Dubai Expo 2020 is the first World Expo in the Middle East and the first in the history (170 years) Expo where all of 192 participating countries have their own pavilions. If we add partner and thematic pavilions to this, we get a grandiose city of the future.
The UAE, as the host country of the EXPO, has indeed become the centre of global peace for half a year. Leading experts from all over the world have rushed to the exhibition.
The exhibition is arranged like a city. There is a central square, above which a huge dome rises, and avenues with streets diverging to the sides and divided into three themes: Mobility, Opportunity and Sustainability. They are subject to one common theme of the Expo, which sounds like a slogan: “Connecting Minds, Creating the Future”.
All Dubai Expo 2020 venues are built from scratch. The complex includes 275 structures, including the Dubai Exhibition Centre Skytrain station (it was also built specifically for the Expo). Al Wasl Plaza, with the largest self-supporting dome designed by Adrian Smith + Gordon Gill Architecture from Chicago, is at the centre of the exhibition. It is the most complex structure of the exhibition. More than 800 technical specialists attended its installation. During the day, the dome gives a saving shadow; in the evenings, it is illuminated with multi-coloured lights. The opening ceremony of the exhibition was also held here.
The participating countries developed the concepts of their pavilions within the given thematic areas. And each country did it in their own way. Some went along the path of local history and patriotism, some looked in the direction of conceptual art, and some in the direction of science and technology. Others have tried to combine everything.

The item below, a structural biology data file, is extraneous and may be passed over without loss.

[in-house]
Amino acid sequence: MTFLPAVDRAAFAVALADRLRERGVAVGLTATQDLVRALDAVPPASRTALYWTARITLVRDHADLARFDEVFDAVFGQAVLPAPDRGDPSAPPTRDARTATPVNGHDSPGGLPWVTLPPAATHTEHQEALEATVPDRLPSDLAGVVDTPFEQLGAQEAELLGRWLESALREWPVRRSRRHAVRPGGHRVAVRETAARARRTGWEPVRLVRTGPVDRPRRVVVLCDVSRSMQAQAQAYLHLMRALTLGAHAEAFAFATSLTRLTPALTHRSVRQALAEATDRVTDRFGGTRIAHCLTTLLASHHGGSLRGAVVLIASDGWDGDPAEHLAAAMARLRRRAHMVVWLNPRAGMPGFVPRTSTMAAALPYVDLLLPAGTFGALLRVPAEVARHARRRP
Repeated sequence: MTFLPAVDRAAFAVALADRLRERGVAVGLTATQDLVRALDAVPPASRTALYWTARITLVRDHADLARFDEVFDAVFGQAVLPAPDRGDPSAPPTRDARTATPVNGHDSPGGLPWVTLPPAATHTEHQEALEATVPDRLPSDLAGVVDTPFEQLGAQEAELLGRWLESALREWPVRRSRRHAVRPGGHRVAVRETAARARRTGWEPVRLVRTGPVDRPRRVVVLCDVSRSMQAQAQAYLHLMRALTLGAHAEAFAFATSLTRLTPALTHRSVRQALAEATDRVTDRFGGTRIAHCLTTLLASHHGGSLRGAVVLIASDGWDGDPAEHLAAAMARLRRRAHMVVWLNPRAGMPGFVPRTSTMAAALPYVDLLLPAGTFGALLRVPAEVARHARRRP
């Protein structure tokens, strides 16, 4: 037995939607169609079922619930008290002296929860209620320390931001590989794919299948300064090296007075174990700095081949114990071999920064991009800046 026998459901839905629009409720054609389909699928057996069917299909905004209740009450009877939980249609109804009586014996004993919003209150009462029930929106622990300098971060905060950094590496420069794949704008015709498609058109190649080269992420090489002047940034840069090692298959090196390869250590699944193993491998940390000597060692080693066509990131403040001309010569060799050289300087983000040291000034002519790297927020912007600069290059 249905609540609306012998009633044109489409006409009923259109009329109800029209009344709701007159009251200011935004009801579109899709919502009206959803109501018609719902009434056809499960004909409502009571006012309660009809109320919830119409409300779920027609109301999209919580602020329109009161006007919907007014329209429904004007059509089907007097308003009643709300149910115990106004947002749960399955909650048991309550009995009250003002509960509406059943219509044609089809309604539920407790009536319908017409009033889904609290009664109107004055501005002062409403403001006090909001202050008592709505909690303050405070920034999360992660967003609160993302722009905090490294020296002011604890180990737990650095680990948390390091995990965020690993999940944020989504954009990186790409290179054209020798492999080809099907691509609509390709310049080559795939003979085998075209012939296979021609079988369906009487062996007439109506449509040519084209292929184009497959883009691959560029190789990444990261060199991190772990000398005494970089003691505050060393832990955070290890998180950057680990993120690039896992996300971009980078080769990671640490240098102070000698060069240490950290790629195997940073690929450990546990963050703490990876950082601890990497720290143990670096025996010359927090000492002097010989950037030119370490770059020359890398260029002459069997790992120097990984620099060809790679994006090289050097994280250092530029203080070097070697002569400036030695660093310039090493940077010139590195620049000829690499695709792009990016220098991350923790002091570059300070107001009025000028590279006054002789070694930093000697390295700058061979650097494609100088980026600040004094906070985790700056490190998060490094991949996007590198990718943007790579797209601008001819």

HOK developed the three-part master plan for the grand exhibition area in partnership with Populous and Arup.
Three main thematic pavilions, Opportunity, Mobility and Sustainability, reveal the general concept of the exhibition. Large and well-known architectural bureaus developed them after a multi-stage competitive selection.
Spanish-Kuwaiti studio AGi Architects designed the Opportunity Pavilion. It is rather rigid and concise but at the same time plastically very complex ribbed structure on three supports with a green zone in the centre.
Foster + Partners designed the Mobility Pavilion. Norman Foster also opted for a three-part structure. However, he made it in more streamlined forms and placed it on a spectacularly illuminated base.
Nicholas Grimshaw created the Sustainability Pavilion. Grimshaw presented a series of peculiar “plates” lined with solar panels.
The organisers note that they evaluated not only the conformity of the concepts to the declared theme, the courage and recognizability of future buildings, but also the prospects for their further use – after the end of the exhibition.
All three pavilions are located around the central square of the complex and form the core of the exhibition.
Mobility Pavilion at EXPO Dubai 2020
As the authors of the architectural concept of the pavilion said, “Dubai is emerging as a global hub for the design and construction industry, exemplified by the varied scope and breadth of our projects in the region”.
The Mobility Pavilion tries to blur the line between the physical and digital worlds. Here the real and virtual worlds meet, interact and complement each other. It gleams in the sun with a steely futuristic sheen, resembling a spring with its facade design.